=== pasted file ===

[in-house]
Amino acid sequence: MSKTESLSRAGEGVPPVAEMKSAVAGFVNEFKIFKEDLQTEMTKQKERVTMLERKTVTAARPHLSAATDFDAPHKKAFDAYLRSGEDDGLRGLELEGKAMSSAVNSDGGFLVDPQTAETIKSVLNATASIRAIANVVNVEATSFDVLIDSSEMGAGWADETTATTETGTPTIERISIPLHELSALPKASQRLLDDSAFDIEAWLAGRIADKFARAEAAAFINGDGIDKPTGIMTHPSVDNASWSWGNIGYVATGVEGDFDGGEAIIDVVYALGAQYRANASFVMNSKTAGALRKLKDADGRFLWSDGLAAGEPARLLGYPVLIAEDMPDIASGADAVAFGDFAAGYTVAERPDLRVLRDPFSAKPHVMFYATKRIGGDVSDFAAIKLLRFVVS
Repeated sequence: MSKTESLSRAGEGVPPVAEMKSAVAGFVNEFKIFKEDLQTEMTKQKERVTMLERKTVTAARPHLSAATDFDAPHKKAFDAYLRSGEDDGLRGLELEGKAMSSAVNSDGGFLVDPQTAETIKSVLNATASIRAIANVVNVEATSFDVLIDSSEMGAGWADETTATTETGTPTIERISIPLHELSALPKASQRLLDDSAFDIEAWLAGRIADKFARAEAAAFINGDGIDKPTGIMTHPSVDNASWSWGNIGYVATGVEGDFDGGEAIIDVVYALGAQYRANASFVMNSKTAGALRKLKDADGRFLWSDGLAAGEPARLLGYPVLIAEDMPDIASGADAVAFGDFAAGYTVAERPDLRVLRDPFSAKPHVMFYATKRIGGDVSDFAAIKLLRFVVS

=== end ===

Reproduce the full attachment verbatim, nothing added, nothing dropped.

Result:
[in-house]
Amino acid sequence: MSKTESLSRAGEGVPPVAEMKSAVAGFVNEFKIFKEDLQTEMTKQKERVTMLERKTVTAARPHLSAATDFDAPHKKAFDAYLRSGEDDGLRGLELEGKAMSSAVNSDGGFLVDPQTAETIKSVLNATASIRAIANVVNVEATSFDVLIDSSEMGAGWADETTATTETGTPTIERISIPLHELSALPKASQRLLDDSAFDIEAWLAGRIADKFARAEAAAFINGDGIDKPTGIMTHPSVDNASWSWGNIGYVATGVEGDFDGGEAIIDVVYALGAQYRANASFVMNSKTAGALRKLKDADGRFLWSDGLAAGEPARLLGYPVLIAEDMPDIASGADAVAFGDFAAGYTVAERPDLRVLRDPFSAKPHVMFYATKRIGGDVSDFAAIKLLRFVVS
Repeated sequence: MSKTESLSRAGEGVPPVAEMKSAVAGFVNEFKIFKEDLQTEMTKQKERVTMLERKTVTAARPHLSAATDFDAPHKKAFDAYLRSGEDDGLRGLELEGKAMSSAVNSDGGFLVDPQTAETIKSVLNATASIRAIANVVNVEATSFDVLIDSSEMGAGWADETTATTETGTPTIERISIPLHELSALPKASQRLLDDSAFDIEAWLAGRIADKFARAEAAAFINGDGIDKPTGIMTHPSVDNASWSWGNIGYVATGVEGDFDGGEAIIDVVYALGAQYRANASFVMNSKTAGALRKLKDADGRFLWSDGLAAGEPARLLGYPVLIAEDMPDIASGADAVAFGDFAAGYTVAERPDLRVLRDPFSAKPHVMFYATKRIGGDVSDFAAIKLLRFVVS